In this report, we look more closely at these other tools in the AIQ repository. The best way to understand this suite of tools, and how they are built to function, is to think of a cluster of roots. Just as the many roots of a tree seek out water, growing in any necessary direction to suck up nutrients and funnel it up to the rest of the plant, these tools are designed to gather and use data across a number of platforms through a variety of means. The question of whether these tools were all actively deployed is an open one. What is clear is the utility of these mechanisms for use by AIQ on behalf of the kind of political actors mentioned as clients throughout the repository - clients for whom rich, detail-laden data about individual voters would be a valuable asset.
Beyond these are a number of tools which constitute enormously powerful mechanisms with indications of being production-ready. Two AIQ project families in particular, titled “Monarch,” “Saga,” and “Duke,” appear to have the capability to track individuals preferences and habits on Facebook and other websites, combining those data points. Once compiled in this manner by Monarch and Saga, this information could be combined with other datasets to maximize the accuracy of outreach campaigns - whether via canvassing, direct mail, or simply through strengthened online ad targeting.
Developing capabilities for improving ad performance is not unique to Aggregate IQ. Rather, the significance of Monarch and Saga and other tools present lie in their being part of the larger toolkit of Aggregate IQ and perhaps at one step removed, Cambridge Analytica. The data available to Aggregate IQ includes their "Database of Truth," for which the RNC's voter database provides one significant input.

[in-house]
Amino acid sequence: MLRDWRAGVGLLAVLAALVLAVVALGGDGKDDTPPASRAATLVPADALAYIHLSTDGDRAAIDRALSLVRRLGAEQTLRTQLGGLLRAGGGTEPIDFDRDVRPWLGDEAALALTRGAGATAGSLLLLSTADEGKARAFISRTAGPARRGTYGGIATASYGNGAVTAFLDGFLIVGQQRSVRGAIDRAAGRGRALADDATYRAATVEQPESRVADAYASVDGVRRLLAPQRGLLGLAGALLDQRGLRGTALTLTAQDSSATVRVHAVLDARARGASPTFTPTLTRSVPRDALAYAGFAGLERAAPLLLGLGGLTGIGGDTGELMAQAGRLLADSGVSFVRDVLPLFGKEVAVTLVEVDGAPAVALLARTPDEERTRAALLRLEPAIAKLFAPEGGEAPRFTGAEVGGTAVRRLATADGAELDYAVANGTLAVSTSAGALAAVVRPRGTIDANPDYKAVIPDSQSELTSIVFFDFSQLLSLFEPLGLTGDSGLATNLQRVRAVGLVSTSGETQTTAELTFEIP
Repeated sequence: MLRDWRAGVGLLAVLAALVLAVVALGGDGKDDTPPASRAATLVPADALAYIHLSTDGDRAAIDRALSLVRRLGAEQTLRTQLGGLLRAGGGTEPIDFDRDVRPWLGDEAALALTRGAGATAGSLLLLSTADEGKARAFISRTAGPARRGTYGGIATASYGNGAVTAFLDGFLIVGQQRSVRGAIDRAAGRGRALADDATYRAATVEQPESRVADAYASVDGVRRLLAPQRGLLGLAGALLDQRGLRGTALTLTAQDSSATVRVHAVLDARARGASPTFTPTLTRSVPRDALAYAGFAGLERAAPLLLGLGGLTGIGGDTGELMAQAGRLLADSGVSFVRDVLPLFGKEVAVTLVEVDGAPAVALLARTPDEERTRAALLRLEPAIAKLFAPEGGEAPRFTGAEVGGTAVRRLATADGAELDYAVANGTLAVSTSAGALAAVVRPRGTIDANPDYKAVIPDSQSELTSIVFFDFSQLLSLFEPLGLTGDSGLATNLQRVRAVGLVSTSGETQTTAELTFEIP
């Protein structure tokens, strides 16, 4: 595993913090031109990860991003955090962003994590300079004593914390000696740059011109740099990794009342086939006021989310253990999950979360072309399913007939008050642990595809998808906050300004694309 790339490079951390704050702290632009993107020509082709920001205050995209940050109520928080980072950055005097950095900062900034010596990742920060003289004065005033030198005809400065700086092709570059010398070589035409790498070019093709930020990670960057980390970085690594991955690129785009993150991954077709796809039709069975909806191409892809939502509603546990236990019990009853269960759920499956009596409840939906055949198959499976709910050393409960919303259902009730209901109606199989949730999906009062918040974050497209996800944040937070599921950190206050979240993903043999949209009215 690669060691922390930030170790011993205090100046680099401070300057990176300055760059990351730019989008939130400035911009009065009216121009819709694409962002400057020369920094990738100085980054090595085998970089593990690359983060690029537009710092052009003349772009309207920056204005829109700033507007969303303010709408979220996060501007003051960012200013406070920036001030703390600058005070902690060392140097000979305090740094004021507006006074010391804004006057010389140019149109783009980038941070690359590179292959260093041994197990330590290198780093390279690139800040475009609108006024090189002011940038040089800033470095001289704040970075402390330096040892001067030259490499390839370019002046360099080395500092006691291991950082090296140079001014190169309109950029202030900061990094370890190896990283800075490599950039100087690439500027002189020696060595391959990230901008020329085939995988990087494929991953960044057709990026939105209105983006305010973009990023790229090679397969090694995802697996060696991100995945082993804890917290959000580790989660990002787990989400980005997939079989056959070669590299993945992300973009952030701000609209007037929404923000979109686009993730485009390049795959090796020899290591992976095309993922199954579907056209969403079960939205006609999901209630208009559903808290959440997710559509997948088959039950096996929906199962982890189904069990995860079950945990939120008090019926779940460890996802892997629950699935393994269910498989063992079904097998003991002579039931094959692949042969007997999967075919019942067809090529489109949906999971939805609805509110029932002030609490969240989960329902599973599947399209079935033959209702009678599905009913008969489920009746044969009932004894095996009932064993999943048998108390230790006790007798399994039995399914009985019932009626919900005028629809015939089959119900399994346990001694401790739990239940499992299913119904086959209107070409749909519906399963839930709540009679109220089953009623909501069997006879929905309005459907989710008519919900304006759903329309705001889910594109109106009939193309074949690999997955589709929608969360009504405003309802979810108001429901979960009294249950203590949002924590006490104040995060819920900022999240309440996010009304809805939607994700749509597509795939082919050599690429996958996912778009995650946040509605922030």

The extent to which AIQ and its associated entities engaged in these practices has not been determined, as the working data generated by these applications were not present in the code repositories - although keys, passwords and other credentials were present for multiple servers and Amazon Web Services S3 storage buckets used by AIQ. The ultimate endpoint to which all of this captured data might have arrived is also unclear, and could be changed arbitrarily, but the use of matching tools to collate data suggests a grander project.
Nevertheless, by examining the scripts and applications being built, the functions and purposes of Monarch and Saga are clear. The exposure of these influencing tools on the public internet, downloadable for anyone who encountered them, is deeply troubling. At a time of grave public concern about how personal data is used, particularly from sites like Facebook, exposed assets with names like “TargetingFriendsOfConnectionsList--” should invite scrutiny. Let us now turn to examine some of these tools, with a particular emphasis on those previously unknown and potent mechanisms capable of advanced tracking of individuals across the internet and collating their behavior within larger trends.